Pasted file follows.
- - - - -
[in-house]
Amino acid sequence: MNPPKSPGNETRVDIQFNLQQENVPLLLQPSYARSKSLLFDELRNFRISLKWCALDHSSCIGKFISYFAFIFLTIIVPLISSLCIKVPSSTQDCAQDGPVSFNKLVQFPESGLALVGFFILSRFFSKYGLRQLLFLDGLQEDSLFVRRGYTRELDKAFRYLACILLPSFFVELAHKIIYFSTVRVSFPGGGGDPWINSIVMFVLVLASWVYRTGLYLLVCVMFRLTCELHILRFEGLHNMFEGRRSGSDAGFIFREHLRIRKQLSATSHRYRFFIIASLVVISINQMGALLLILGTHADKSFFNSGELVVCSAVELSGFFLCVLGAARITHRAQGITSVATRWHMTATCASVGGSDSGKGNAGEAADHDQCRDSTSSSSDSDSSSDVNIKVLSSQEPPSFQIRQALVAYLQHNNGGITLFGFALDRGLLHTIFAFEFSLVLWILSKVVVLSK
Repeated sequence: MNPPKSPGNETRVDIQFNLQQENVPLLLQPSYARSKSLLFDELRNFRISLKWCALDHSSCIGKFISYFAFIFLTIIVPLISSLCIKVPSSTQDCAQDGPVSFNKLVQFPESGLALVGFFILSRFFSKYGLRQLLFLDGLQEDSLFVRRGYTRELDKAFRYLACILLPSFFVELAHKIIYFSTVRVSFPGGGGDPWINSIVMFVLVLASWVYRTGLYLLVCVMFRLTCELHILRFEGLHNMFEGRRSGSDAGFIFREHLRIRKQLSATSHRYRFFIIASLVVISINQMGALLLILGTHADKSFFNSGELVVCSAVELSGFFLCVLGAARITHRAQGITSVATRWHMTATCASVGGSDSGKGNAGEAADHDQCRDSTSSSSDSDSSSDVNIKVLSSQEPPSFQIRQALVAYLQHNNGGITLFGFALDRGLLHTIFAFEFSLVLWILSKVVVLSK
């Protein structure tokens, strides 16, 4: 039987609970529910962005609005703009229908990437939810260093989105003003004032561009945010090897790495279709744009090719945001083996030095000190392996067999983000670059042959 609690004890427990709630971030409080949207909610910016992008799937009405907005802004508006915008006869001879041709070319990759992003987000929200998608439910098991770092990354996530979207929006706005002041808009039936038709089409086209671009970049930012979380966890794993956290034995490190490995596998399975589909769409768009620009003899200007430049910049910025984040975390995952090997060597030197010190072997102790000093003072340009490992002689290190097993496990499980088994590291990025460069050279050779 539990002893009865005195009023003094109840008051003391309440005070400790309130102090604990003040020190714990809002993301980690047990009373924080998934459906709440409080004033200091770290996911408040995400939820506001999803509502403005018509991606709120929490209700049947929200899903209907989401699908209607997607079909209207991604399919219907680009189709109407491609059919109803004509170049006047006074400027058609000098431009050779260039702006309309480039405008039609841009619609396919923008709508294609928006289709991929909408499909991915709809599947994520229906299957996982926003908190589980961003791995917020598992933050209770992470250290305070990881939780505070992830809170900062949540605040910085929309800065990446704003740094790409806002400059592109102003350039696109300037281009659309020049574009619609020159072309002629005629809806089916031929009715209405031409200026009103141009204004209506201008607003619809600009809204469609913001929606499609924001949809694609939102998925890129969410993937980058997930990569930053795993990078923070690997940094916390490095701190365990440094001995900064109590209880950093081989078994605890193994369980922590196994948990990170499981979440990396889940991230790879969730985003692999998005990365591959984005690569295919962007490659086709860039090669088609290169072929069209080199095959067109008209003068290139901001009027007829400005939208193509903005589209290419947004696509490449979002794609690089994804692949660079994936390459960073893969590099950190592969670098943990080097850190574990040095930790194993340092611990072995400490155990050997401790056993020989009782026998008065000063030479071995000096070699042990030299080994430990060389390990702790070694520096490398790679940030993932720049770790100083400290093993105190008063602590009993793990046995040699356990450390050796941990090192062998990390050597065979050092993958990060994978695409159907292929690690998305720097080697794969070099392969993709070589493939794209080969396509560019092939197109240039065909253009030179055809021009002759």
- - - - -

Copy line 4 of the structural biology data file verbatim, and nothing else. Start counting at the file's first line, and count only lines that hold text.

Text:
């Protein structure tokens, strides 16, 4: 039987609970529910962005609005703009229908990437939810260093989105003003004032561009945010090897790495279709744009090719945001083996030095000190392996067999983000670059042959 609690004890427990709630971030409080949207909610910016992008799937009405907005802004508006915008006869001879041709070319990759992003987000929200998608439910098991770092990354996530979207929006706005002041808009039936038709089409086209671009970049930012979380966890794993956290034995490190490995596998399975589909769409768009620009003899200007430049910049910025984040975390995952090997060597030197010190072997102790000093003072340009490992002689290190097993496990499980088994590291990025460069050279050779 539990002893009865005195009023003094109840008051003391309440005070400790309130102090604990003040020190714990809002993301980690047990009373924080998934459906709440409080004033200091770290996911408040995400939820506001999803509502403005018509991606709120929490209700049947929200899903209907989401699908209607997607079909209207991604399919219907680009189709109407491609059919109803004509170049006047006074400027058609000098431009050779260039702006309309480039405008039609841009619609396919923008709508294609928006289709991929909408499909991915709809599947994520229906299957996982926003908190589980961003791995917020598992933050209770992470250290305070990881939780505070992830809170900062949540605040910085929309800065990446704003740094790409806002400059592109102003350039696109300037281009659309020049574009619609020159072309002629005629809806089916031929009715209405031409200026009103141009204004209506201008607003619809600009809204469609913001929606499609924001949809694609939102998925890129969410993937980058997930990569930053795993990078923070690997940094916390490095701190365990440094001995900064109590209880950093081989078994605890193994369980922590196994948990990170499981979440990396889940991230790879969730985003692999998005990365591959984005690569295919962007490659086709860039090669088609290169072929069209080199095959067109008209003068290139901001009027007829400005939208193509903005589209290419947004696509490449979002794609690089994804692949660079994936390459960073893969590099950190592969670098943990080097850190574990040095930790194993340092611990072995400490155990050997401790056993020989009782026998008065000063030479071995000096070699042990030299080994430990060389390990702790070694520096490398790679940030993932720049770790100083400290093993105190008063602590009993793990046995040699356990450390050796941990090192062998990390050597065979050092993958990060994978695409159907292929690690998305720097080697794969070099392969993709070589493939794209080969396509560019092939197109240039065909253009030179055809021009002759």